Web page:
Sure, there’s a fix just calling out to us! Change the thought balloon to “Can I come up with the atomic symbol for Sodium?” and the bottom caption to “Na, he can’t.”
Other improvements from y’all?
And on this train of thought, for those with trigonometric inclinations, “Can he remember the sixth of the basic circular functions?” and the answer “No, of ____ __ ___ “.
This Breaking Cat News comes from Andréa as a problem of the physics. “Won’t the eggs fall out if they’re in the holder like this? I’ve not dyed eggs for YEARS, but I distinctly remember putting the egg in the holder small end DOWN . . .”
Here’s a new sub-category. It’s not LOL material, there is no joke to be understood, and it’s not a comic flop either. It’s just something you gotta see!
A “quickie CIDU” because it is entirely opaque while misinterpreting the artwork; then becomes a clear and simple joke the instant you re-interpret the artwork.
I think we’ve argued this point before: If a question is posed which is not answered within the comic itself, and is not clearly discernible after thinking about it, can we say “Well there isn’t meant to be an answer, but that’s part of why it’s meant to be funny”? On this one I just don’t get it.
Oh but wait! This was the 4-19 panel so of course it was a 4-20 joke. Ermmm.
Well this one might be called a second-take CIDU. I thought I had gotten it, or enough for a chuckle, when originally reading it – the guy hanging on the wall is a (baseball) catcher, and is the ideal one for the husband/fan-guy, so is his “dream” catcher. But the offstage wife takes that phrasing to mean a “dreamcatcher” wall hanging, whose proper placement she issues a reminder about. I didn’t give any significance to the nickname “Pudge” which the husband bestows on the catcher.
But then now Mark M sends it in and notes some complicating factors: I’m thinking if you’re not a MLB fan AND a geezer, this comic will be confusing. I’m both and it’s still confusing. Pudge was a nickname for Carlton Fisk, who played as a catcher some 50 years ago. A very good player, so “dream catcher” is a great pun. Maybe this belongs as an Oy or LOL. But the CIDU part is the response in Spanish. Fisk was born in the U.S. and had no Latino connections that I’m aware of. And then there’s maybe even more to this if we start to worry about him saying “This is how it works” which may go on only some readings.
(P.S. A few days later, he got down from that wall, and the husband caught him rifling in their liquor cabinet, and strewn about him were several bottles of this family’s favorite kind of American distilled grain whiskey. Which made him the catcher in the rye.)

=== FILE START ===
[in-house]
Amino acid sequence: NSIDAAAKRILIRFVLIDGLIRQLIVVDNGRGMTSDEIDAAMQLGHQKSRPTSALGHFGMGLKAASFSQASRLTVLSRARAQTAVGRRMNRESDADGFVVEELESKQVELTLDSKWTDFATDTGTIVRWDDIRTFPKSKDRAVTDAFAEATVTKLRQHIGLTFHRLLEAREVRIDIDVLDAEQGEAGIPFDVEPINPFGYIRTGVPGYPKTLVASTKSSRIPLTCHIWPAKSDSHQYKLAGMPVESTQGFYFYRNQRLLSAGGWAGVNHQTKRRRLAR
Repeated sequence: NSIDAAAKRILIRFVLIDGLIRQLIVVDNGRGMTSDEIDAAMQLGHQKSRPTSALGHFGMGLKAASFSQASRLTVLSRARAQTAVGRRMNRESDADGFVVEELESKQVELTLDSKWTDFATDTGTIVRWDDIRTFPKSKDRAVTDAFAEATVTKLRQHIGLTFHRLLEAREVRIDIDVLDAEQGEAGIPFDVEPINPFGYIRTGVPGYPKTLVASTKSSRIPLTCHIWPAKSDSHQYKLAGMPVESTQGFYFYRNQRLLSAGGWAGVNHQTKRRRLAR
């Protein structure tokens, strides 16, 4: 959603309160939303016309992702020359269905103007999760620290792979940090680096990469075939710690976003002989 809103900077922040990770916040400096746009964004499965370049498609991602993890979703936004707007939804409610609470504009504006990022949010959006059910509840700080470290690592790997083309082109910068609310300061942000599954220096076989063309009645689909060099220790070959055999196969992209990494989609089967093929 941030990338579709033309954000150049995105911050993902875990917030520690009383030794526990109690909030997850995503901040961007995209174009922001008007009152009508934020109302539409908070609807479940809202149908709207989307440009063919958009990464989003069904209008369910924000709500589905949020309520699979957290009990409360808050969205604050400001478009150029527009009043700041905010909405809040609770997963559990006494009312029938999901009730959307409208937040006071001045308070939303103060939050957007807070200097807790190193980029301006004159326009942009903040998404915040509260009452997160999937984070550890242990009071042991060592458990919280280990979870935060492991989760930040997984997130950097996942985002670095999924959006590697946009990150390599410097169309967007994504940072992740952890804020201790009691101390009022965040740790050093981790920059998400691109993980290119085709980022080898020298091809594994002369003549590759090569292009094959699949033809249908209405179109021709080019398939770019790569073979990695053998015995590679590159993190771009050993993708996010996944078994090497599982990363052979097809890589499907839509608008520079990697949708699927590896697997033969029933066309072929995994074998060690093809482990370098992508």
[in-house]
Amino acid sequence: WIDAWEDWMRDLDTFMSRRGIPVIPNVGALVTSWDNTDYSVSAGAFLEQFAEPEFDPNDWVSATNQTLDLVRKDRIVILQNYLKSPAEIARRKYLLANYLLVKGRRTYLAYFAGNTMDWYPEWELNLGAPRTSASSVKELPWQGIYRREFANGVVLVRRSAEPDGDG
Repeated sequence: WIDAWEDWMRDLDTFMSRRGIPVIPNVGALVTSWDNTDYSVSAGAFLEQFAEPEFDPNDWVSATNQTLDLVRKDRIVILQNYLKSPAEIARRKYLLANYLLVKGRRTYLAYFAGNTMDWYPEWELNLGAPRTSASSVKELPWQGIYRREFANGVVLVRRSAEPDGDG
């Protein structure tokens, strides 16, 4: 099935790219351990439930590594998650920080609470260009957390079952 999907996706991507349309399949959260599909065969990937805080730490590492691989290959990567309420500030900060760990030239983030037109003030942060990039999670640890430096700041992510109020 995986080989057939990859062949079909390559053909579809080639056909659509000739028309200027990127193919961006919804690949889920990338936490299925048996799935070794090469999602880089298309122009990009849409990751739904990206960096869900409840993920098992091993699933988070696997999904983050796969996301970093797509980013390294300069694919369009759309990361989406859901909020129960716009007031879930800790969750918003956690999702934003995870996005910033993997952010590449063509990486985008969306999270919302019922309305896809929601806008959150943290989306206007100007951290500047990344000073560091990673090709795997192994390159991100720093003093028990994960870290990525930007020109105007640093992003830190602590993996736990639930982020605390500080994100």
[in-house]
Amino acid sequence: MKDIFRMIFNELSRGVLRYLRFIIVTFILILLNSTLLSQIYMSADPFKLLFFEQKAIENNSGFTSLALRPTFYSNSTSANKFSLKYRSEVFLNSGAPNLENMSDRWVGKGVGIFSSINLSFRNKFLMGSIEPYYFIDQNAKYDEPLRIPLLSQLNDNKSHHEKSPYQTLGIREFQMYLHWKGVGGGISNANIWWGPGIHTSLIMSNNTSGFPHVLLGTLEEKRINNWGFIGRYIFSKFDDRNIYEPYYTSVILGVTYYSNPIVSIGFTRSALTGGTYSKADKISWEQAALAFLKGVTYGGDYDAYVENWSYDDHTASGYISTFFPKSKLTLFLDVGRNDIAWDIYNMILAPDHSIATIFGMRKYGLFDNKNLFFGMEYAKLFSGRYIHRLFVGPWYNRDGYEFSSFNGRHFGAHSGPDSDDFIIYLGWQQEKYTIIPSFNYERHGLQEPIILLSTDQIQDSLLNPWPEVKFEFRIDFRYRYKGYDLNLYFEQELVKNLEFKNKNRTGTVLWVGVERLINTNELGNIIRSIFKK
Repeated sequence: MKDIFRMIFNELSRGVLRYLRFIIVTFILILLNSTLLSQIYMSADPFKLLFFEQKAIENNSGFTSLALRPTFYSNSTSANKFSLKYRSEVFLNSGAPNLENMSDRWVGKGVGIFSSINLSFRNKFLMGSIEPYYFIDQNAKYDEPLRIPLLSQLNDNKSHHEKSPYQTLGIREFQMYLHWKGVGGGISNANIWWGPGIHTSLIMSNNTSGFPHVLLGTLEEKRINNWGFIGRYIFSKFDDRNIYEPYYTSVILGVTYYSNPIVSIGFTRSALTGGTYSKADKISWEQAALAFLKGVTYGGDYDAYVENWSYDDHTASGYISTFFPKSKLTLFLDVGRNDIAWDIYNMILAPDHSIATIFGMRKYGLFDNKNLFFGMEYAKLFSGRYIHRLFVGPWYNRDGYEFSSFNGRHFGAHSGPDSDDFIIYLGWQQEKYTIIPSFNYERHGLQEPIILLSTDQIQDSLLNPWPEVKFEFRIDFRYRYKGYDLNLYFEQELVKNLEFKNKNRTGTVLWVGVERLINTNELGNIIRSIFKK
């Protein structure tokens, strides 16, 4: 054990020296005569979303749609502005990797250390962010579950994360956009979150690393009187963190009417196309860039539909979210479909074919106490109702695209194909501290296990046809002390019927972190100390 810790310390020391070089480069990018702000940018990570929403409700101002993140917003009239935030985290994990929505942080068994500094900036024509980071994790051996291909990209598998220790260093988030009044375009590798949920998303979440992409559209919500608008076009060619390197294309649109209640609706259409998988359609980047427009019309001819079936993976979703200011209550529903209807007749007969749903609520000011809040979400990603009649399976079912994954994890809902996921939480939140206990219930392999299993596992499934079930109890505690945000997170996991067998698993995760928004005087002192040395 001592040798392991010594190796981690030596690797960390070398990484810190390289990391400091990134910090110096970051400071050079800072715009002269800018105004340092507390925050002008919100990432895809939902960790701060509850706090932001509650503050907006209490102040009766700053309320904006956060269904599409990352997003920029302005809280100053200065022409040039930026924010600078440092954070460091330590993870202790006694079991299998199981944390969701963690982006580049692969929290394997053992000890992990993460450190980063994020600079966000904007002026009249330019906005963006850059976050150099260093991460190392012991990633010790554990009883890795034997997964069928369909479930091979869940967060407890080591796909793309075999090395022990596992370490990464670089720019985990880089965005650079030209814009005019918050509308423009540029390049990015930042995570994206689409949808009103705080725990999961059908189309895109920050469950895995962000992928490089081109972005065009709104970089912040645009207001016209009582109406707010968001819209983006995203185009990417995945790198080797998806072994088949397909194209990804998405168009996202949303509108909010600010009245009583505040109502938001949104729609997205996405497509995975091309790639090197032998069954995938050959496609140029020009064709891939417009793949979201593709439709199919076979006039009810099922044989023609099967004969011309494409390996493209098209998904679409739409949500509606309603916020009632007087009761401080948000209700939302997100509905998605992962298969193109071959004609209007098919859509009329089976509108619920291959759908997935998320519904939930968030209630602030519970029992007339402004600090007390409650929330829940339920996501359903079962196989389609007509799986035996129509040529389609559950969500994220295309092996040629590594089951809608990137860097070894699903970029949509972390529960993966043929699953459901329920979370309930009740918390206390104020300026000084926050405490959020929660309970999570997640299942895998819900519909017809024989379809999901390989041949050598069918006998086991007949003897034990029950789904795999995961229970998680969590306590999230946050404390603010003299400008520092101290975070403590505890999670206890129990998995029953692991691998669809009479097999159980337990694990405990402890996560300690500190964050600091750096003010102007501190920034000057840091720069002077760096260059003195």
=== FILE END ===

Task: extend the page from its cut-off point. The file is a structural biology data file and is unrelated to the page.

Maybe it’s a genuine CIDU? But I think that punch line is all there is.
I think we all can sympathize with Duane’s motivations for his … little prank. And that’s the main joke, which is not in need of explication; so this isn’t quite a CIDU. But if we wanted to get into it a little, we could ask whether he’s getting revenge more on the kid or on the mom. And at the practical level, what does it mean that he still has the barber’s customer-apron as he’s leaving?
I guess this Working Daze fits an offshoot of the “CIDU-Quickie” category, where the joke is utterly incomprehensible until you are shown (or realize you already know) an instance of something-that’s-going-around, and then that entirely exhausts the mystery.
A CIDU-Quickie is like a Minor-Mystery — it seems like it will work out to a good joke, but there’s that just-one-thing we can’t understand. But it’s so close, obviously once someone makes a good suggestion there will be nothing to discuss; so it can’t be expected to be a standalone CIDU to satisfy a whole day’s spot.
Thanks to BillR for this CIDU-Quickie from Bizarro, about which he writes “No idea what the x-balls are.” Well I had an idea – but it wasn’t very good. Then BillR wrote back that his wife had a better idea – and yes it was better. But still not certain. So, what say you?
(Did this already get posted separately and discussed?? I thought so but can’t find it.)
This is a case of what some defined the “oopsie” for – a possibly good joke, but something about the drawing is wrong, or as in this case, tiny, scribbled, and indecipherable, to the extent that the joke is quite lost.
So the anticipated encounter is …. “Hold on! Where are you going with that ape” … “No, this is my kid! Look, here’s our tickets, that proves it.”